President of Nepal Bidya Devi Bhandari's official visit to Doha, which began Monday, is within the framework Qatar's keenness on developing and enhancing co-operation with friendly countries in various fields to serve common interests, goals and aspirations. 

His Highness the Amir Sheikh Tamim bin Hamad al-Thani is expected to meet the president of Nepal Tuesday to discuss bilateral relations and means of boosting them, in addition to a number of regional and international issues of common concern. 
The visit and the discussions are expected to contribute to the promotion and development of relations between the two countries, and opening many areas for more growth and development, especially in energy, investment and trade.
The Qatari-Nepalese relations date back to more than 30 years. The two countries established diplomatic relations in 1985. The embassy of Qatar was officially opened in Kathmandu on 10 September 2012. The two countries' relations have always been growing and developing on the basis of mutual respect and the pursuit of international peace and security.
In 2011, the then Nepalese president, Dr Ram Baran Yadav, paid a visit to Qatar. In 2005, the then minister of foreign affairs of Nepal Ramesh Nath Pandey visited Qatar. The relations between the two countries include a range of agreements and memorandums of understanding. They include an agreement on avoidance of double taxation and prevention of financial evasion signed in 2007, an agreement between the governments of the two countries on air services, an agreement on economic, commercial and technical cooperation signed in 2005, an agreement regulating the employment of Nepalese workers in Qatar signed in 2005, a memorandum of understanding between the two foreign ministries signed in 2005, and a memorandum of understanding between Qatar Chamber of Commerce and Industry with its Nepalese counterpart signed in 2005.
On April 26, the two chambers signed a memorandum of understanding aimed at enhancing co-operation and creating economic partnerships between businessmen in both countries. It also aims to further push forward trade relations between the two sides to increase the volume of trade, especially since Nepal has made great progress in developing its economy in various sectors, particularly agriculture, industry and tourism.
In November 2015, the National Human Rights Committee signed a memorandum of understanding with its Nepali counterpart to establish and facilitate the relationship between the two committees to promote close co-operation and exchange of information and bilateral contacts, especially in the field of labor rights. The MoU stated that the two parties would work to build capacity in Qatar and Nepal through the implementation of training and education programs for workers at the level of relevant ministries and other agencies, as well as staff members of the two organisations, particularly on issues related to the rights of Nepalese workers.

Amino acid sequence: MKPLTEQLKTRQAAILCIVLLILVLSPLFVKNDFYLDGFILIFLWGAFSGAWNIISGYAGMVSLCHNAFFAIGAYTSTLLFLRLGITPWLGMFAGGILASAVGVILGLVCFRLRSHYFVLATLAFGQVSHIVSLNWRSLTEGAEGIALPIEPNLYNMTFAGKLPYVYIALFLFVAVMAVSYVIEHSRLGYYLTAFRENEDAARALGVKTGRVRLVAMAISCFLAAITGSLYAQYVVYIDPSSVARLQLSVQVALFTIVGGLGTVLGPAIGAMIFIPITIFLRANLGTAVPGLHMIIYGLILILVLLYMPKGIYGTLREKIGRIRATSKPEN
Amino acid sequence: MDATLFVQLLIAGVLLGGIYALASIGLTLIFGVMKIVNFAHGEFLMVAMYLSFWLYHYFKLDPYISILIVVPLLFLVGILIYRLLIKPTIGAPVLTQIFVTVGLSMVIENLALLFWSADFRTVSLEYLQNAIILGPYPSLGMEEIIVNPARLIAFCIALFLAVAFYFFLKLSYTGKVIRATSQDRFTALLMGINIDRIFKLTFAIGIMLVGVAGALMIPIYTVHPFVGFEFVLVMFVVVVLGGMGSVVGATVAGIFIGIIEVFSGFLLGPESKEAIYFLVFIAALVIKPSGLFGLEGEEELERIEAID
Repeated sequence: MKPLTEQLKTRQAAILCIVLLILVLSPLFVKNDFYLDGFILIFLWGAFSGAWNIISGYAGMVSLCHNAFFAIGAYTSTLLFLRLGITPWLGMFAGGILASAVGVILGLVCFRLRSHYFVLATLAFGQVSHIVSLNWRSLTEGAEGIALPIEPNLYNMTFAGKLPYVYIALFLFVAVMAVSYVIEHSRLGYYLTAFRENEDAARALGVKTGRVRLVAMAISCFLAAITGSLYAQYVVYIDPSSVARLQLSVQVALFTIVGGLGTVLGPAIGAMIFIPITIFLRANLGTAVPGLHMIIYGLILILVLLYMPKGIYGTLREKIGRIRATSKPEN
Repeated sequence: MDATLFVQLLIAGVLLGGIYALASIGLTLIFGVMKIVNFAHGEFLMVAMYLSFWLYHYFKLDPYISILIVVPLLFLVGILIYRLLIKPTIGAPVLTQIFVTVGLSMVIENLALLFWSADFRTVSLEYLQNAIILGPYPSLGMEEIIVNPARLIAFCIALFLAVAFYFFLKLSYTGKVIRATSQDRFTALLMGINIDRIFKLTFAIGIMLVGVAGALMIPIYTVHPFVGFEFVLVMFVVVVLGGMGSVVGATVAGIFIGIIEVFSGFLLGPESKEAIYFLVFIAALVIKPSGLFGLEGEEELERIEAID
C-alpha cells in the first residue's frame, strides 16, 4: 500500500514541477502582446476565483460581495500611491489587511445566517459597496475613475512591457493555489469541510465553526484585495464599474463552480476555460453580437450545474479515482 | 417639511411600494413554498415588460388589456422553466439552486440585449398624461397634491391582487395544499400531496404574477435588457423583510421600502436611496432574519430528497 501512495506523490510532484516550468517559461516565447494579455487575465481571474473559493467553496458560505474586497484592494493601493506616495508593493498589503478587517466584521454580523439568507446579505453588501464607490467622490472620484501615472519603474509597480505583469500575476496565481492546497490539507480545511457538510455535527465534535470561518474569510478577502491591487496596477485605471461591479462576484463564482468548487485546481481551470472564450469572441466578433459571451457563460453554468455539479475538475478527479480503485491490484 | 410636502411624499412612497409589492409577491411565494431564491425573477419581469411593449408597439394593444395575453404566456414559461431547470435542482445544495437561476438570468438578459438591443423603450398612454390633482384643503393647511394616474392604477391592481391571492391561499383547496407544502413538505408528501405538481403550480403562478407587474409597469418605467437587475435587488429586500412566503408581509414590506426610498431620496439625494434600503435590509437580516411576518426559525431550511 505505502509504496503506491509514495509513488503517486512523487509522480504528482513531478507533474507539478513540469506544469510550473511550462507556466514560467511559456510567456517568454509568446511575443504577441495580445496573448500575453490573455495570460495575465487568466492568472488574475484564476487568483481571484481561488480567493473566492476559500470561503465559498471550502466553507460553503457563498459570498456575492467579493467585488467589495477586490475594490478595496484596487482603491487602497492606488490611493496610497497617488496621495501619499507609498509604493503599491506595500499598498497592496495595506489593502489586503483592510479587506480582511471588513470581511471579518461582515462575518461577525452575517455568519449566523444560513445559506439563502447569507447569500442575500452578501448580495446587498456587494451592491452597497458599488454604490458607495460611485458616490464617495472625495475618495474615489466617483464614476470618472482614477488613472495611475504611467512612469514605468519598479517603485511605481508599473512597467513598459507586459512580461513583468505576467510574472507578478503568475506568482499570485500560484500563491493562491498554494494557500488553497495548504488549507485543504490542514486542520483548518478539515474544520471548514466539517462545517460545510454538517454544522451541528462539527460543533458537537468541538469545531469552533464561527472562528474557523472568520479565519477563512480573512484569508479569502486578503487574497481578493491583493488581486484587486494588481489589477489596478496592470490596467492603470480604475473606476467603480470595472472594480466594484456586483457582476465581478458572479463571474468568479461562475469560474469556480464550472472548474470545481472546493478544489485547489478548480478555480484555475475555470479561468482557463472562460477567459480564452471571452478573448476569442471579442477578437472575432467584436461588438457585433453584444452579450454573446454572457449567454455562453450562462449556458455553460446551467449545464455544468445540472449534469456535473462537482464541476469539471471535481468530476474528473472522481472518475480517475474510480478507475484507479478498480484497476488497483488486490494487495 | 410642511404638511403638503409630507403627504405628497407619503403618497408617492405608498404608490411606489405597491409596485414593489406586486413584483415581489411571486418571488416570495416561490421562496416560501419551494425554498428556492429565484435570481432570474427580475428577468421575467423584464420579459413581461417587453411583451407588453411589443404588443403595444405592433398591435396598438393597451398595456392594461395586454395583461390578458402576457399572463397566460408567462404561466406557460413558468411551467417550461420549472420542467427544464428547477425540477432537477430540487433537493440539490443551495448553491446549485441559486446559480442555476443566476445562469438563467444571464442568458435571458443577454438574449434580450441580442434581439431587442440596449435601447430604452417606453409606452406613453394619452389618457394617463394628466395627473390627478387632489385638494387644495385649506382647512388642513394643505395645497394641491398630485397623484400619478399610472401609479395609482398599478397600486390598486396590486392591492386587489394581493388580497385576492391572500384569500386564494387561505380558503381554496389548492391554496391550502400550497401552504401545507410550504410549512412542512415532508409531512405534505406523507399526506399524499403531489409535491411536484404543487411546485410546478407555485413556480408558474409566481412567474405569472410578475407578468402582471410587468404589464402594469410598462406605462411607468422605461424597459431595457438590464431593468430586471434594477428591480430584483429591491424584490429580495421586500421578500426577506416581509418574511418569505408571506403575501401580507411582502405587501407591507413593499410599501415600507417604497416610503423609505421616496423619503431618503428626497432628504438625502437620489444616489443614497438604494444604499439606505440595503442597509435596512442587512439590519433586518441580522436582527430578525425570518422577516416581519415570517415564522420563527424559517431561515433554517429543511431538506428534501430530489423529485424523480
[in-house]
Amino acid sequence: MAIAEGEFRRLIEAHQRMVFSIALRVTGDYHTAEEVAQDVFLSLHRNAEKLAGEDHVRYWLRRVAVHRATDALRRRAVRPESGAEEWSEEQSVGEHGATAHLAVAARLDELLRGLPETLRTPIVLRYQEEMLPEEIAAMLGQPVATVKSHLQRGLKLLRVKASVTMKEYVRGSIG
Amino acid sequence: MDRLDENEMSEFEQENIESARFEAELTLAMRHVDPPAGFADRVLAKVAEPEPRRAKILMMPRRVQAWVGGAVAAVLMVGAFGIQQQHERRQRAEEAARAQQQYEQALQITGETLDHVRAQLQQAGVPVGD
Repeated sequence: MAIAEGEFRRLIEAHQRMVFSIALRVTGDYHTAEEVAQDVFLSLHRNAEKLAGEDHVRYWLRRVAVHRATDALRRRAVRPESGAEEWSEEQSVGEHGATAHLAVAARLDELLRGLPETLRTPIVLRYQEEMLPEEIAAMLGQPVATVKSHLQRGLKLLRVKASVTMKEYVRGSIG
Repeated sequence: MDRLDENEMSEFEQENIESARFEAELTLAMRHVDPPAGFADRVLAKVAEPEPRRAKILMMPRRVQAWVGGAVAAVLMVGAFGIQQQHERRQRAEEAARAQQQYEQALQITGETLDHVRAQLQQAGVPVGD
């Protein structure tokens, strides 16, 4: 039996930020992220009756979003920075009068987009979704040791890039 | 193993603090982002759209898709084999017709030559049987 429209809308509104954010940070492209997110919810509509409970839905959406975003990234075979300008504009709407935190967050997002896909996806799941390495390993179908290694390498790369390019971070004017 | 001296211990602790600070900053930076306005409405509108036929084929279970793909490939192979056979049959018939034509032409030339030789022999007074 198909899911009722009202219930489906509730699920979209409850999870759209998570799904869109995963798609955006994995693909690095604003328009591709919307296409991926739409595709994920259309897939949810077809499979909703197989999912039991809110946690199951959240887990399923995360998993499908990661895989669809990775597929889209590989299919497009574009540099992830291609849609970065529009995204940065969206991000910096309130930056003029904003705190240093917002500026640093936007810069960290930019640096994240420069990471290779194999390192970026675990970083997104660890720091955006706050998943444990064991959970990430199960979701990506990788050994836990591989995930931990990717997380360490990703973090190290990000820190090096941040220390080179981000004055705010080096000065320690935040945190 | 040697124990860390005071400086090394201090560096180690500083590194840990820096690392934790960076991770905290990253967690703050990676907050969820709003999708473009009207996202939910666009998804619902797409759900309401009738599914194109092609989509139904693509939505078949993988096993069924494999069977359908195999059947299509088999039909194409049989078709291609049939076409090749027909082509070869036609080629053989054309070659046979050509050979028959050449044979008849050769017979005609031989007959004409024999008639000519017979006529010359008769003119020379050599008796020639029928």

The memorandum also stated that the two parties shall work to educate workers, employers, managers, employment officials, developers and diplomatic missions about the labor rights issues on existing legislation and international agreements, and the ILO labour conventions.
The Qatar Football Association (QFA) signed a five-year collaboration agreement with the All Nepal Football Association (ANFA) on October 23. The agreement brings QFA and ANFA closer as they look into ways and means to develop the world’s biggest sport.
The trade relations between Qatar and Nepal have been growing continuously, as Nepal's primary exports to Qatar include garments, textiles, magnetic cylinders, vegetables and others, while Nepal imports polyethylene, polypropylene, and some food products from Qatar. 
There are an estimated 400,000 Nepalese workers in Qatar workers who are involved in building the Qatari development and in infrastructure projects and major projects sponsored by the State of Qatar in various fields. There are direct flights between Doha and Kathmandu due to the large numbers of Nepalese workers in the country.
Nepal is located between India and China, an inland country with no coastline and no external seafront with an area of more than 147,000 square kilometers, with an estimated population of more than 29mn. The land of Nepal is rugged and mountainous and consists of high chains with the highest mountain peak in the world, the Everest (8,888 meters above sea level).
Agriculture is the main occupation of three-quarters of the population, accounting for 34.9% of GDP, while industrial activity is concentrated in the manufacture of agricultural products.
Agriculture, tourism and remittances of Nepali workers abroad are the mainstays of Nepal's economy and national income. The country has enormous potential for investment in various fields such as water, infrastructure, tourism, mining and hydropower.
Tourism accounts for about 24% of Nepalese national income, mountainous areas and surrounding valleys are characterised by scenic landscapes and Europeans and Asians tourists come for mountain climbing. The Republic of Nepal opens its doors to investors and stresses that it is full of promising investment opportunities, especially in the field of hydropower, infrastructure, agriculture and tourism.